Revealed: The 30 most common reasons married couples argue, from lack of affection to how much sex they’re having – so, how many can YOU relate to?
- Psychologists at Oakland University, Michigan, researched newlywed couples
- Local heterosexual couples revealed the causes of arguments in their marriage
- Most had disagreements with their partner due to lack of affection and attention
Every couple experiences conflict, but now researchers have identified the most common topics people argue about in the hope of using the findings to improve marital harmony.
Led by psychologist Guilherme Lopes, a study at Oakland University, Michigan, found that couples are likely to have disagreements that can be grouped into six categories: affection, sex, money, control, jealousy and housework
Lopes’ team used their findings to create the Reasons for Disagreement in Romantic Relationships Scale, which he hopes can be used by therapists to get to the bottom of what’s causing arguments in relationships.
‘Understanding the main reasons for disagreement in relationships, and what men and women perceive as disagreement, can help couples mitigate arguments by anticipating conflict,’ he told New Scientist.
Reasons for Disagreement in Romantic Relationships Scale
- Not showing enough love or affection
- Lack of communication
- One not paying enough attention to the other
- Not being appreciated
- Talking to an ex-girlfriend or ex-boyfriend
- Being possessive
- Past relationships
- Whose friends we hang around more.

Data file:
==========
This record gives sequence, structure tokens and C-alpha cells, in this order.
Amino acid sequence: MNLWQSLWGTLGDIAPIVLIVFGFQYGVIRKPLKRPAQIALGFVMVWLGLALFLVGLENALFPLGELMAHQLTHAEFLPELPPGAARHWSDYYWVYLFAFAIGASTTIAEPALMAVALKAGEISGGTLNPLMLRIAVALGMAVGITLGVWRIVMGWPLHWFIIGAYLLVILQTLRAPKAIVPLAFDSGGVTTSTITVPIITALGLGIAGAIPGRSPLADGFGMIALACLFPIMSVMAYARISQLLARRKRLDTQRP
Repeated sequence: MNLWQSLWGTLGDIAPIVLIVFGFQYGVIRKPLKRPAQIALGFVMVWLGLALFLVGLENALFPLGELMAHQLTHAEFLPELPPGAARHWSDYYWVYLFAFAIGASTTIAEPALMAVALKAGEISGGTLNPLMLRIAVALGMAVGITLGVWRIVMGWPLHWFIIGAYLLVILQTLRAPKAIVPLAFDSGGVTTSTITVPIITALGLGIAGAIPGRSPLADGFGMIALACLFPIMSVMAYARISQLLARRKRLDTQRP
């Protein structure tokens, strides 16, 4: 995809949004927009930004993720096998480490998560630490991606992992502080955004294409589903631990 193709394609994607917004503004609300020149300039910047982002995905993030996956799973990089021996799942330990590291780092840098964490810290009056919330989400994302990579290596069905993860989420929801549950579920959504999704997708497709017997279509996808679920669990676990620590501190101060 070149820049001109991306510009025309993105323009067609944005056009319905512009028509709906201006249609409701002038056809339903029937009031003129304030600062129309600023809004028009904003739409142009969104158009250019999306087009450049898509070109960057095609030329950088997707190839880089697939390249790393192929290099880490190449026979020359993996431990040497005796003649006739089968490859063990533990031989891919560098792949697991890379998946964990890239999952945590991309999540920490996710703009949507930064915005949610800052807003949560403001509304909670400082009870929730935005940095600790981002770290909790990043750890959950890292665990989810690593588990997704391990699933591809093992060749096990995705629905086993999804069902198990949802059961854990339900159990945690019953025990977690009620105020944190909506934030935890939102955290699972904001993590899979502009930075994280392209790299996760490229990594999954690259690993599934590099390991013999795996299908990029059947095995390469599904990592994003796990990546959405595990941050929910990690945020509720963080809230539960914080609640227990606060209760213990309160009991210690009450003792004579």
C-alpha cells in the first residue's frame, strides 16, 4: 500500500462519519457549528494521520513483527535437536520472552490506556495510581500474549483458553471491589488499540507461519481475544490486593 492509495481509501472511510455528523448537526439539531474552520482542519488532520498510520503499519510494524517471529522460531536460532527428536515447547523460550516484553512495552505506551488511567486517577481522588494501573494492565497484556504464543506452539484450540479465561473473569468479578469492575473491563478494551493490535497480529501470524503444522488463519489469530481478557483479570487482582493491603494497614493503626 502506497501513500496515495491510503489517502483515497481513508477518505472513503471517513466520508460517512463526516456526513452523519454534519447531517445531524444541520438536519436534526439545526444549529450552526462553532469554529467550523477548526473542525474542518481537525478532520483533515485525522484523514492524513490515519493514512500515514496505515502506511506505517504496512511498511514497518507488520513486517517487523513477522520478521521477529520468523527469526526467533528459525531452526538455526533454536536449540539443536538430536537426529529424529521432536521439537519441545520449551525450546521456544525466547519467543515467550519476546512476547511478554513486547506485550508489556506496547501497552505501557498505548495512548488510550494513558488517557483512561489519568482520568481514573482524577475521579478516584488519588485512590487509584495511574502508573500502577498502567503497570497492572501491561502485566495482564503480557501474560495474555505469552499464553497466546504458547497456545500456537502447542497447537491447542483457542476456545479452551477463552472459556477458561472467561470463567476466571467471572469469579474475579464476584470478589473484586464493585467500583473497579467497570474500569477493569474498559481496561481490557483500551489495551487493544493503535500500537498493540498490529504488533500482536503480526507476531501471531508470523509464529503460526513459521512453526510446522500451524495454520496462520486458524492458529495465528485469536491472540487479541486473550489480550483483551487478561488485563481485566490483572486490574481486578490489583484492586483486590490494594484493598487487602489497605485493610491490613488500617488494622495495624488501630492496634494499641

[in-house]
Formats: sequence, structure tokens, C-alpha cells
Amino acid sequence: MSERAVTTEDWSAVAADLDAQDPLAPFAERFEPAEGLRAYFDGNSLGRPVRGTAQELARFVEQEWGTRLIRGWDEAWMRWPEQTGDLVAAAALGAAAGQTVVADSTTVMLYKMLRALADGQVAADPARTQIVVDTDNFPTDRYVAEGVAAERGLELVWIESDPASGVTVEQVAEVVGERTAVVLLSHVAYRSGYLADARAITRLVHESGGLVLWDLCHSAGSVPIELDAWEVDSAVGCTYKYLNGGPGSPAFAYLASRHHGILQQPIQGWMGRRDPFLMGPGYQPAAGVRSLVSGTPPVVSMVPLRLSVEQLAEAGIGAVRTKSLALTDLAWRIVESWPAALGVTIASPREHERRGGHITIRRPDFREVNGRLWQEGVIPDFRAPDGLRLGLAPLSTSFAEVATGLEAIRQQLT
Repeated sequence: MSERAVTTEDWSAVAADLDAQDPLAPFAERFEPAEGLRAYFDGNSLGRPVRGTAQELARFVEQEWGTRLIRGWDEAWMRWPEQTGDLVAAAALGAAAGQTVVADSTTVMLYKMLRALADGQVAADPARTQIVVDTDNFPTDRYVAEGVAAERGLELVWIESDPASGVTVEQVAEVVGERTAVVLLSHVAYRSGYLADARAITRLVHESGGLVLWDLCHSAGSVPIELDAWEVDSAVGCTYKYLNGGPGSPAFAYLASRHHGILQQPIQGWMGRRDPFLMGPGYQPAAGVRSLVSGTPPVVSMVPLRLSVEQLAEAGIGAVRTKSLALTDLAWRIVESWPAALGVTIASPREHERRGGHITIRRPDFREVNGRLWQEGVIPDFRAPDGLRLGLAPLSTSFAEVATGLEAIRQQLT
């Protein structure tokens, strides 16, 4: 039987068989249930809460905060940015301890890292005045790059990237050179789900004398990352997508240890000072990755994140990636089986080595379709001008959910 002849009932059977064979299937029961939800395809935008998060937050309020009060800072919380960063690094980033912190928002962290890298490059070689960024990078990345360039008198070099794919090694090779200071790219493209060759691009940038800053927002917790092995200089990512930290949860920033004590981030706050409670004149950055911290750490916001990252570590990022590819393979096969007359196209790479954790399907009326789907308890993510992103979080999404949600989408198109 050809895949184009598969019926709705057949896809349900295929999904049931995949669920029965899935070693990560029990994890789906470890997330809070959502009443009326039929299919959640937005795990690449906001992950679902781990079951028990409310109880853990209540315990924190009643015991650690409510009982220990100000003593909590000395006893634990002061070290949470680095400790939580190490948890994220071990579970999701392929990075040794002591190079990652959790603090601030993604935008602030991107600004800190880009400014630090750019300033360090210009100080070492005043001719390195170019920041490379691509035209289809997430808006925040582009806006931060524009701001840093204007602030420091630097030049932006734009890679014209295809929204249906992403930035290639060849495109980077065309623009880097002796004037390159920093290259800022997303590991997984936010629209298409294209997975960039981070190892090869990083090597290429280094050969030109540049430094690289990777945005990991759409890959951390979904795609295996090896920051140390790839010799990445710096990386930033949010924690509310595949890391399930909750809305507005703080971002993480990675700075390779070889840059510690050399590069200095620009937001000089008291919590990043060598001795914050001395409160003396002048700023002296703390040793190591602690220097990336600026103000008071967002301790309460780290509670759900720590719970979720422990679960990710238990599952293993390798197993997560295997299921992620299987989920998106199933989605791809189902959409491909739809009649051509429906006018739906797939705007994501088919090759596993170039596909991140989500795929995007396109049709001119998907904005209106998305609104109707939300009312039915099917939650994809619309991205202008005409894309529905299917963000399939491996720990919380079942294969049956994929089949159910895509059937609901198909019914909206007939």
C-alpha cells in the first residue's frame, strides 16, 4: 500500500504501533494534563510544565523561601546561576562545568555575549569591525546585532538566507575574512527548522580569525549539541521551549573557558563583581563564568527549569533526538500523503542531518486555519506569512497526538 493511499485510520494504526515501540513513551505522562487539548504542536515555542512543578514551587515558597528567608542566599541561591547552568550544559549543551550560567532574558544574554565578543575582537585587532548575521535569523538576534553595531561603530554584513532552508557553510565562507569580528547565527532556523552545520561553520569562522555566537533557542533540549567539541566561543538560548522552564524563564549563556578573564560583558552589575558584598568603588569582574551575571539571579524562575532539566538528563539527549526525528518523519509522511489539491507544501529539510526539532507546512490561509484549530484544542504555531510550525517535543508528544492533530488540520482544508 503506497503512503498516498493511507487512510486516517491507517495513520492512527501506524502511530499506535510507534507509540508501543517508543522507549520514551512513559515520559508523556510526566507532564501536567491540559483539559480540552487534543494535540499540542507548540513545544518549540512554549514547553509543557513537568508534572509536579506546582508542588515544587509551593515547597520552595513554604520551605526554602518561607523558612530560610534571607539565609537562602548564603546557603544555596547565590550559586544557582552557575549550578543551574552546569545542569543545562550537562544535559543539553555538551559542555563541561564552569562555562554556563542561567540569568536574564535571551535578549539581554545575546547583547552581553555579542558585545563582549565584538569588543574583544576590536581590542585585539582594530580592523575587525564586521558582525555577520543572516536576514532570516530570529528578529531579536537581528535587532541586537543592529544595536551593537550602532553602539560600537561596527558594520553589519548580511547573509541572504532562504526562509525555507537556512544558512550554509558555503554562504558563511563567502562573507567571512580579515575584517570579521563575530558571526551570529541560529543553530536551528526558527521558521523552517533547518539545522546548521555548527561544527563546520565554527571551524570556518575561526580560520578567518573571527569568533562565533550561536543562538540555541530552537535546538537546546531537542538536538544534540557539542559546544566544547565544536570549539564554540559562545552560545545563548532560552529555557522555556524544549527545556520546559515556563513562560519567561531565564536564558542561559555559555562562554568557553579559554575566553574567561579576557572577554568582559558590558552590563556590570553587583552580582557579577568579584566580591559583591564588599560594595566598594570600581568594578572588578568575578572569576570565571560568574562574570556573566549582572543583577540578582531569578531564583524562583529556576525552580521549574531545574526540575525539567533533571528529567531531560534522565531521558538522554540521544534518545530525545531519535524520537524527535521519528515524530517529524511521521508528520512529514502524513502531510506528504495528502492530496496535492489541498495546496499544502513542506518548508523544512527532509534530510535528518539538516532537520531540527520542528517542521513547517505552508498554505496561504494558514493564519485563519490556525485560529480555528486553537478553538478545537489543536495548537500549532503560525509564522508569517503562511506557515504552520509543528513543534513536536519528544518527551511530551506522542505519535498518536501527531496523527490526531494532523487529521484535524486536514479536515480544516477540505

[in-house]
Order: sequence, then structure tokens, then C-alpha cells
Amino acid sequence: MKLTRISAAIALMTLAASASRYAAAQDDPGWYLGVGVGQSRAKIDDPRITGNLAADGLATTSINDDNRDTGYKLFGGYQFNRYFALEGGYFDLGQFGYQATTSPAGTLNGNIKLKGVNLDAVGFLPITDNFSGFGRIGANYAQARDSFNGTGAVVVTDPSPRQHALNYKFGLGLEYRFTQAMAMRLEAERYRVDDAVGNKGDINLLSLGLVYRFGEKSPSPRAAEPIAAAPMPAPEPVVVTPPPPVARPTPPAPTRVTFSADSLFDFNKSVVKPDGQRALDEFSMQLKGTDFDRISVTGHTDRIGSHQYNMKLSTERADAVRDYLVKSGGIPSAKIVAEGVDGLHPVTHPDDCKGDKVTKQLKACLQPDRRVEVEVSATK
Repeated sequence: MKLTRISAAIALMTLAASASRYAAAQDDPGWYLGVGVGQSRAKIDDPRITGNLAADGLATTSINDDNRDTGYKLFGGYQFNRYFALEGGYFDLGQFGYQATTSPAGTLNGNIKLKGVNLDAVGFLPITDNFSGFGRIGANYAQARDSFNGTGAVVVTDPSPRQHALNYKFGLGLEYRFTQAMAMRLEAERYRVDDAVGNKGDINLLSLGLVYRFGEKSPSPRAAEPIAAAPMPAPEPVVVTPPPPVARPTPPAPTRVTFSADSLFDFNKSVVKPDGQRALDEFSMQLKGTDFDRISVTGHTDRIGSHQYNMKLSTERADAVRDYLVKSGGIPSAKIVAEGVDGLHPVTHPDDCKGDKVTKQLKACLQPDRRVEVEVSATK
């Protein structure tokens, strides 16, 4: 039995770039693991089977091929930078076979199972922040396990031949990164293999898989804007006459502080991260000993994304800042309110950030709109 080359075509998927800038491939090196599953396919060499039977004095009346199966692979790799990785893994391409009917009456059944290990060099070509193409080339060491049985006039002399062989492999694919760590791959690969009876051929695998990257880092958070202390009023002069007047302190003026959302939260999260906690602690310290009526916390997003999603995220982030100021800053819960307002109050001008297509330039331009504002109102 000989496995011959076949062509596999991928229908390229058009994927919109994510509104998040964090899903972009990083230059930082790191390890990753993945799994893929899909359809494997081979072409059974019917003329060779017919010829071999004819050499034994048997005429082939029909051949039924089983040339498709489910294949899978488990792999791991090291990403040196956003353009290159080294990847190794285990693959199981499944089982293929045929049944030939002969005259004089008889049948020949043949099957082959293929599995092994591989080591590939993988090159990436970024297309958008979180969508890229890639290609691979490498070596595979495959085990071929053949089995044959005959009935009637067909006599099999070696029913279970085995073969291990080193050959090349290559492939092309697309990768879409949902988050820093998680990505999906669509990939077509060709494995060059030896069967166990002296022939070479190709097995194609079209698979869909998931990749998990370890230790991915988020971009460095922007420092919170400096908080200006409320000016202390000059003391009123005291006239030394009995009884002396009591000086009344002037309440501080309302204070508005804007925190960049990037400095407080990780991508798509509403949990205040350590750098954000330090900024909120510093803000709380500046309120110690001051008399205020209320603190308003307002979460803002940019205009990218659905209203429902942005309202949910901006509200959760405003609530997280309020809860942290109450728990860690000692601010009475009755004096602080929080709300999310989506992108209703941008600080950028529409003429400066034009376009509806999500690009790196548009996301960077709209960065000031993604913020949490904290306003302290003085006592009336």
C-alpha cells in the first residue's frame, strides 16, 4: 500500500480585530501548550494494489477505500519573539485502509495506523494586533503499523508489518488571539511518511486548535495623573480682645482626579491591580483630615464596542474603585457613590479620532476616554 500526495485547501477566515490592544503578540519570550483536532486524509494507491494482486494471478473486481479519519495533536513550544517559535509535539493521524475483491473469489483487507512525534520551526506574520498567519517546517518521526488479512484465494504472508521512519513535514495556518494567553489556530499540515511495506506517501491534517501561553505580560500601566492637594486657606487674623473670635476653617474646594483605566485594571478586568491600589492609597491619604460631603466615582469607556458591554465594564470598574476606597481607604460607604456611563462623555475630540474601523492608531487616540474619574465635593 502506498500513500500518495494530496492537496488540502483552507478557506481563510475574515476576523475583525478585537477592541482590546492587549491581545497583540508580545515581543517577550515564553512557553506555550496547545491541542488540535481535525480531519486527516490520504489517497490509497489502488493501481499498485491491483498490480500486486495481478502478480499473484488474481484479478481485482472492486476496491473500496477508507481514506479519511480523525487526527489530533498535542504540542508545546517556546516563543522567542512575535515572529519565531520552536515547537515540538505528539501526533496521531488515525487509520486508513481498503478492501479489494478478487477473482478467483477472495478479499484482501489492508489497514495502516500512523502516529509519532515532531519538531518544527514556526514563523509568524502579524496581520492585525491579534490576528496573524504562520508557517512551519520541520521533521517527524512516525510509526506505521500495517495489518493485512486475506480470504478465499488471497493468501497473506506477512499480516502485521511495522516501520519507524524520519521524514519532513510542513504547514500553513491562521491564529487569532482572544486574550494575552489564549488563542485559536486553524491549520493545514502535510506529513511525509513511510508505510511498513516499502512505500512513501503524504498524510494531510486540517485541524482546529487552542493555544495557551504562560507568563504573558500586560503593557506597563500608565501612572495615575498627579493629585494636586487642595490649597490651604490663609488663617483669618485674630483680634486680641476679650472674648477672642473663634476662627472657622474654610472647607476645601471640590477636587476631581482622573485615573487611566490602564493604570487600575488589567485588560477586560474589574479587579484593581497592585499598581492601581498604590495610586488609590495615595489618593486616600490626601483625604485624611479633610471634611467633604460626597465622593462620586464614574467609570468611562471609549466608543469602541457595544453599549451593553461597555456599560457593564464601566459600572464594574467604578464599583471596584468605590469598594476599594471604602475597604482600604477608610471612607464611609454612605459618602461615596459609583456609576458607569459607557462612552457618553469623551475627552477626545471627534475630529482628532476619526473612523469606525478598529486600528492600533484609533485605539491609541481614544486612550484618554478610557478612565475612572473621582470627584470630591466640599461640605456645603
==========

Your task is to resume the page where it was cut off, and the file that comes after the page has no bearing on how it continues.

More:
- Who does more work
- Not showing up when supposed to
- Sharing responsibilities
- One wants sex, the other doesn’t
- Frequency of sex
- Sexual acts
- Telling private information about relationships to others
- Who’s boss
- Who’s in control
- What to wear
- Goals in life
- Future plans
- Who should pay for something
- One uses all of the other’s money
Guilherme’s team asked university students to select topics that married couples are likely to argue about, ranging from serious subjects such as abortion to which TV programmes to watch.
They then agreed on 83 possibilities to put forward for their research, which saw them survey 107 heterosexual couples in the local area who had married in the past year.
The newlyweds scored each topic based on how much they believe they’ve argued about it with their spouse.
The team then highlighted the most popular answers and grouped them by theme.
A new study reveals newlywed couples are most likely to argue over inadequate displays of affection and attention (file image)
Among the final list was disagreements over who should pay, how often to see friends and the frequency of sex.
The Psychologists have presented their findings as a Reasons for Disagreement in Romantic Relationships Scale, which they hope can be used to explain conflict in relationships.
The psychologists took the most common 30 arguments and grouped them into the six main themes.
Respondents also shared how happy they were in their marriage and if they were likely to have an affair.
Examining gender, researchers discovered that wives were often made more unhappy than their husbands by arguments over who is in control.